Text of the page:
And Wright is gearing up to continue his battle to assert himself as Satoshi. Less than three weeks after Wright filed the copyright registration, another registration for the Bitcoin whitepaper appeared on the books–this one from a ‘Wei Liu,’ who has been speculated to be the CEO of crypto market research firm Coinsummer.

“This is what we’d hoped would happen — I registered my copyright as I intend to enforce this — the fact somebody has put their head above parapet is ideal as we can now proceed to show credentials and let a judge decide which is we’ve said we want all along,” Wright wrote in an email to the Financial Times.

“I hope this ‘Wei Liu’ is ready to testify under oath about how he knowingly lied on his copyright application, which is a federal crime in the United States.”

Although Liu said that he filed the registration simply to prove a point (“I filed it just to let people know anyone can register a copyright. Everyone can be Satoshi Nakamoto,” he told CoinDesk), it is also true that Liu violated federal law. But unlike Wright seems to think, prosecutions for this kind of thing are extremely rare–usually, the worst thing that happens is a $2500 fine.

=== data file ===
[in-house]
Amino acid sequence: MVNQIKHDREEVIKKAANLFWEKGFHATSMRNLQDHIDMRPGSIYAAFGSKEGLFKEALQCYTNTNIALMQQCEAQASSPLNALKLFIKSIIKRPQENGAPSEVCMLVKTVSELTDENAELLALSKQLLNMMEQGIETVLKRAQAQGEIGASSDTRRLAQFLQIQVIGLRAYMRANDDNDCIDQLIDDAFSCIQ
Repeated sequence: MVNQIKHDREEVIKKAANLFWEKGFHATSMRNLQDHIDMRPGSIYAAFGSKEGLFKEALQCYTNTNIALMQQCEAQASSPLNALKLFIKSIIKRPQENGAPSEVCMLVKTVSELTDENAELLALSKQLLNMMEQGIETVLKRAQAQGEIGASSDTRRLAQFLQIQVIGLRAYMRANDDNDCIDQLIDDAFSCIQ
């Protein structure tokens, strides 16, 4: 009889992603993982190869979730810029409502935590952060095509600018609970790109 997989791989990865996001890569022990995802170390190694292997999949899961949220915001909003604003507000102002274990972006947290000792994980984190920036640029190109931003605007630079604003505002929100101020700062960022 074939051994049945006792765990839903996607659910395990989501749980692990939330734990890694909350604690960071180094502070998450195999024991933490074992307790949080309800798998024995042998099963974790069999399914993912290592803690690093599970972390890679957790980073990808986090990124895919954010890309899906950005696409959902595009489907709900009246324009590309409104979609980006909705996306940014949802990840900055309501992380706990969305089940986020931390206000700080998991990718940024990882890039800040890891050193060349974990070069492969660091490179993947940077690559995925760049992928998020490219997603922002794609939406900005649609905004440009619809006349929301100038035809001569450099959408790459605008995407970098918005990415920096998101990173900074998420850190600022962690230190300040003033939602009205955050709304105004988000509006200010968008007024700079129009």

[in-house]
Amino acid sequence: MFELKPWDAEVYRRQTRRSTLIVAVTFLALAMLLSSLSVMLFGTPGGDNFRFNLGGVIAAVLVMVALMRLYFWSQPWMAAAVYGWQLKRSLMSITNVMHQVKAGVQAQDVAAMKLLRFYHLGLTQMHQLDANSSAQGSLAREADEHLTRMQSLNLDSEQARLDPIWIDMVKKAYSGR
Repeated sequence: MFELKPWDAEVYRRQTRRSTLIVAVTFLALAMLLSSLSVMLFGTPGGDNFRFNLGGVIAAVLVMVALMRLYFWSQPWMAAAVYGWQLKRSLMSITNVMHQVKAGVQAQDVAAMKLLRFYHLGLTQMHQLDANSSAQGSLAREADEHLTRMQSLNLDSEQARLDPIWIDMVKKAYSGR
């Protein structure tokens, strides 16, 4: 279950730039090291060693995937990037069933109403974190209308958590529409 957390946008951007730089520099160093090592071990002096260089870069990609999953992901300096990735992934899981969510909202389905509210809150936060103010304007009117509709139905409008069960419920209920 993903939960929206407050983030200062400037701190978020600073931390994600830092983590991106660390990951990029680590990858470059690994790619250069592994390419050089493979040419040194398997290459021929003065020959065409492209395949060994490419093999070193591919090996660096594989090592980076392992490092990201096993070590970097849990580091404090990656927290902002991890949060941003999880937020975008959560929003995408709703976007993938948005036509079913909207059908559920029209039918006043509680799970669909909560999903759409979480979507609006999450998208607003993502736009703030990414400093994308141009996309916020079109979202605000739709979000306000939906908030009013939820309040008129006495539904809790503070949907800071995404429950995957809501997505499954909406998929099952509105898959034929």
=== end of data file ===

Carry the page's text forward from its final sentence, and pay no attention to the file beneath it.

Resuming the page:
In any case, however, Wright seems to see the Liu’s filing as an opportunity to start another ugly legal battle–or at least to threaten one. And unless there’s some kind of an “I am Spartacus” movement in the Bitcoin community, Liu could take the brunt of the heat–and the publicity could drive BSV’s price even higher.

The Backlash

Naturally, the persistence of Wright’s rather outlandish behavior has continually drawn backlash from much of the cryptocurrency community.

Vitalik Buterin, the wunderkind creator of Ethereum, has spoken out against Wright in the past. He reaffirmed his sentiments this week with a statement to Hardcore Crypto: “Obviously BSV is a complete scam,” he said.

But surprisingly, Buterin also pointed to some of the criticism against Binance for delisting the asset. “The delisting from Binance – that was interesting,” he said. “There’s arguments in favour of it, but then there’s also an argument that this is a centralized exchange that’s wielding a lot of power.”

And the criticisms are valid–right now, CEOs of centralized exchanges do have the power to independently decide to list or delist an asset based on something as simple as a personal dispute.

No Such Thing as Bad Publicity

If nothing else, Wright’s behavior has certainly revealed some weak spots in the cryptosphere. In addition to this “over-centralization,” the explosion of BSV has revealed that the industry is much more susceptible to hype and cult of personality than many may have liked to believe.

After all, a brash, bombastic figure was able to enter into the industry, make a bunch of bold, unproven claims, and quickly rise to the center of attention using a quiver full of threats and corporate populism.

This man, the very same man who was–and is–considered to be the laughing stock of the cryptosphere by many high-up intellectual and financial figures, is (arguably) finding–um, unprecedented success.